The author of this book offers it to the public without apology. The reviewers of his previous work of this character have presumed, on inductive grounds, that he must be a young man from the most westerly part of the Western States, to whom many things might be pardoned as due to the exuberant animal spirits of youth. They were good enough to express the thought that when the author grew up and became educated there might be hope for his intellect. This expectation is of no avail. All that education could do in this case has been tried and has failed. As a Professor of Political Economy in a great university, the author admits that he ought to know better. But he will feel amply repaid for his humiliation if there are any to whom this little book may bring some passing amusement in hours of idleness, or some brief respite when the sadness of the heart or the sufferings of the body forbid the perusal of worthier things. Show Excerpt CONTENTS I. Maddened by Mystery: or, The Defective Detective II. "Q." A Psychic Pstory of the Psupernatural III. Guido the Gimlet of Ghent: A Romance of Chivalry IV. Gertrude the Governess: or, Simple Seventeen V. A Hero in Homespun: or, The Life Struggle of Hezekiah Hayloft VI. Sorrows of a Super Soul: or, The Memoirs of Marie Mushenough VII. Hannah of the Highlands: or, The Laird of Loch Aucherlocherty VIII. Soaked in Seaweed: or, Upset in the Ocean IX. Caroline's Christmas: or, The Inexplicable Infant X. The Man in Asbestos: an Allegory of the Future
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Award-winning Canadian humorist and writer Stephen Leacock (1869-1944) was the author of more than 50 literary works, and between 1915 and 1925 was the most popular humorist in the English-speaking world. Leacock s fictional works include classics like Sunshine Sketches of a Little Town, Arcadian Adventures with the Idle Rich, and Literary Lapses. In addition to his humor writings, Leacock was an accomplished political theorist, publishing such works as Elements of Political Science and My Discovery of the West: A Discussion of East and West in Canada, for which he won the Governor General's Award for writing in 1937. Leacock s life continues to be commemorated through the awarding of the Leacock Medal for Humour and with an annual literary festival in his hometown of Orillia, Ontario.Review:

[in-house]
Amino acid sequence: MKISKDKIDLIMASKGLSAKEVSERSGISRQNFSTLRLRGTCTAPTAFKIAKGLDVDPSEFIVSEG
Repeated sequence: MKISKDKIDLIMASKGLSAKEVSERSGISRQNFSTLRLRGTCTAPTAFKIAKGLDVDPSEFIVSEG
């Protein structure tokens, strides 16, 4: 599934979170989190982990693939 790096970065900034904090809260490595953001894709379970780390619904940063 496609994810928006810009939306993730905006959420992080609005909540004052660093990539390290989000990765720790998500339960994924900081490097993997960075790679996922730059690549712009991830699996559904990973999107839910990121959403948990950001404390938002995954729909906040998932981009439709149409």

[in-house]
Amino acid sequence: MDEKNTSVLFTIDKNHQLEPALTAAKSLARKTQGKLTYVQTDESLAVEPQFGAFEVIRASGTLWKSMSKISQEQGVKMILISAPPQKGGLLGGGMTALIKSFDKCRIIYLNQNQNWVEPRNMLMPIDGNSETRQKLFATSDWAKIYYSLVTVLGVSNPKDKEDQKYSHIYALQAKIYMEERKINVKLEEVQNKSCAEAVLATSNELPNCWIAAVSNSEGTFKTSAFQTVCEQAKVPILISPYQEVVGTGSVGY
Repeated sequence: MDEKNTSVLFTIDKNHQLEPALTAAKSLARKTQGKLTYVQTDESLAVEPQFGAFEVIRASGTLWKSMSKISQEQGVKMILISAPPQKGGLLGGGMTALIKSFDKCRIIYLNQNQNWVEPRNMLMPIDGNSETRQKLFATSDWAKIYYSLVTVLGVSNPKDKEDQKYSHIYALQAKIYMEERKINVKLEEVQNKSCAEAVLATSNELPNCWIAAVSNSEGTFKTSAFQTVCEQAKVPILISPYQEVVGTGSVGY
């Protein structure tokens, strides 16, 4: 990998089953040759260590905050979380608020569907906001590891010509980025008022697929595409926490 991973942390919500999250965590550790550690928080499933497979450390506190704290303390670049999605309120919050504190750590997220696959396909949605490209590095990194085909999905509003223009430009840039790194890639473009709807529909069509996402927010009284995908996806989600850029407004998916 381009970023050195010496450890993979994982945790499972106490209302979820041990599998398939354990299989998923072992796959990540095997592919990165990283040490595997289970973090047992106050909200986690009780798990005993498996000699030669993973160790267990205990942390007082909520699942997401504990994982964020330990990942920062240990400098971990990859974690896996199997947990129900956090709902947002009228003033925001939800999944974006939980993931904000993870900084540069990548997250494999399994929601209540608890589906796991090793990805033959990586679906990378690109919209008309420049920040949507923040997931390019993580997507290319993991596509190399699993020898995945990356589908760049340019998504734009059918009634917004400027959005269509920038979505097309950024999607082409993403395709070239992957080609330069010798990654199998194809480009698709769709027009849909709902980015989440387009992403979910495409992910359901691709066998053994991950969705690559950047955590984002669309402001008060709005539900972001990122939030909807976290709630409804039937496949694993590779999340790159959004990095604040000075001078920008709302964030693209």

Stephen Leacock was a genius. Yes; genius. Critics are hesitant about using this word, but if it means a capacity for imaginative creation so extraordinary as sometimes to rise above what can be produced by the conscious exertion of an unusually gifted man, that was what Leacock had. If, in the realm of writing, it means individuality so striking as to provoke the admiration, envy and imitation of men themselves finely gifted...certainly Leacock had genius.
— Robertson Davies
It is an understatement to regard Leacock purely as a funmaker. The often veiled satire of his nonsense reveals a sound philosophy. He is a keen critic who, like Lewis Carroll, wraps his deeper meaning in a mantle of mirth.
— The New York Times
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Book Description Dover Publications, 1971. Paperback. Book Condition: New. book. Bookseller Inventory # M0486227596